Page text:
Artificial Intelligence

24 July 2017

The concept of Artificial intelligence (AI) is founded on the idea that human intelligence can be so precisely described that a machine can be made to simulate it. The imagining of artificial beings, which are capable of performing human thoughts, has been around for centuries, and the basic concepts of AI stem from classical philosophers’ attempts to describe human thinking as a symbolic system.

The production of the first computer in the early 19th century, and the movement to programmable computers in the 20th century, began the realisation that machines could be taught to think. By the middle of the 1960s, machines were capable of playing basic games, proving logical theorems and speaking English. These computers, which were able to make calculations by implementing algorithms, showed that it was possible for machines to perform formal reasoning, thought to be the basis for intelligent thought.

Artificial Intelligence Neural Network

In the 1980s, the advancement of the intelligence of machines was demonstrated by AI programs which simulated knowledge and analytical skills of human experts. The development of computers over the course of the late 20th century progressed rapidly, and the greater computational power which was available by the 1990s meant that AI could be used in many different areas, such as logistics and data-mining.

With the developments of artificial intelligence, and as technologies became standard or routine, our understanding of what actions are actually considered to require intelligence changed. While a computer performing basic arithmetic was once considered to be remarkable, now almost every person carries a device capable of performing this as one of its most basic functions. Nowadays, with powerful processing capabilities and the likes of cloud-computing, computers use brain simulation techniques to attempt to imitate human thought processes. The goals of current artificial intelligence research include developing reasoning, knowledge, planning, learning, natural language processing (communication), perception and the ability to move and manipulate objects.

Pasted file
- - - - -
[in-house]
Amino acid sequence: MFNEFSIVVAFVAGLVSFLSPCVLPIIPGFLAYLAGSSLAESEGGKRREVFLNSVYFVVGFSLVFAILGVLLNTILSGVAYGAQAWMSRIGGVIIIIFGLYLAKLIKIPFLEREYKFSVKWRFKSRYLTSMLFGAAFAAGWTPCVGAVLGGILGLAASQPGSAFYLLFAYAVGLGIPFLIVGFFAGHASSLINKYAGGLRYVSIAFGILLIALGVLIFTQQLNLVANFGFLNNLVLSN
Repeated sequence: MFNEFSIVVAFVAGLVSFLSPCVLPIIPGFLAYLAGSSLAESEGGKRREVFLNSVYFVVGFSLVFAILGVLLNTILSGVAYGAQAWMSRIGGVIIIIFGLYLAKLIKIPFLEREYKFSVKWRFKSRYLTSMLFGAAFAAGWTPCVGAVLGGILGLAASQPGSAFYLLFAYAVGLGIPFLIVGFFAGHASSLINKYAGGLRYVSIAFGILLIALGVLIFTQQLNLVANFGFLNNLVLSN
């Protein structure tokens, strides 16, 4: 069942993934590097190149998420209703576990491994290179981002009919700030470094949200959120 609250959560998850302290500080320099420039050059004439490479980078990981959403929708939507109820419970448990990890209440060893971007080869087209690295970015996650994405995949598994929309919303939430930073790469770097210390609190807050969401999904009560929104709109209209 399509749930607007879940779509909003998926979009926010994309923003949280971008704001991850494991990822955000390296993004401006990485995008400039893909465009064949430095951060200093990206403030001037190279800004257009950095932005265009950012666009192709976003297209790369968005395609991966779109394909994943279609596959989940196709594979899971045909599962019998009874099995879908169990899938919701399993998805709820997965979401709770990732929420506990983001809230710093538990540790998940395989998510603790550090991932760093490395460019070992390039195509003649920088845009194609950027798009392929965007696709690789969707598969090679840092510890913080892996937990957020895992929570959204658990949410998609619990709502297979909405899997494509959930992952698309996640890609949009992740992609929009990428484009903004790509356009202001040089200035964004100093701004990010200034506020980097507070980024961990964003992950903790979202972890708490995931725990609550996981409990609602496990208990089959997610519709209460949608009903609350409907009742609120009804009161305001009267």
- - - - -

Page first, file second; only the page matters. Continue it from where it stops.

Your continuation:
Development of AI has always been mainly focussed at creating useful tools for humans. A natural use for artificial intelligence is in businesses, where routine tasks can be completed by forms of AI, rather than humans, or AI can be used synergistically with existing systems.

A study conducted at Oxford University predicted that 47% of jobs could be automated by 2033. This process can already be seen to be happening, with machines replacing check-out services in supermarkets, and robot shelf-stackers.

Ocado, for example, uses machine learning tools for purposes such as automating management of customer-service related emails. Ocado is also attempting to replace barcode scanning with AI “vision” to be implemented in its warehouses, and with the delivery process, and using a deep learning library to predictively suggest items to add to your basket depending on past shopping habits. Natural language processing AI used for customer support is already being implemented by RBS, and is soon to be adapted by the NHS on the 111 non-emergency hotline. Uber uses machine learning to predict travelling habits of users, improve maps using computer vision and create algorithms for autonomous vehicles.

Even skilled work which requires years of training has been shown to be accomplished as effectively by AI and machines. Microsoft is currently working to help oncologists work out the most effective individualised cancer treatment for their patients by providing an intuitive way to sort through all the research data available. It has been shown that AI can be as effective as a trained doctor when diagnosing conditions such as skin cancer, and trials of autonomous robots have shown them to be capable of performing surgery better than a human surgeon.

However, while computers excel at performing complex calculations that humans struggle with, and processing vast amounts of data, they are, as yet, incapable of humanistic creative thought and imagination. It is possible that these innate human traits, which are often unconscious, will not be replicable by a computer; at least not any time soon.

It has been suggested that, while certain roles in business may no longer be performed by humans in the future, others will become more valuable. Pursuits such as sport, art and culture are likely to be in high demand. Human interaction is also likely to become far more valuable, as everyday interactions with shop assistants and baristas disappear, and new categories of jobs are likely to be created which work harmoniously with AI.

While these outcomes may be mere speculation, it is clear that the landscape of business is changing fast, and AI will soon become an integral part of the workforce.

Grace Wood

Grace Wood

Trainee Patent Attorney

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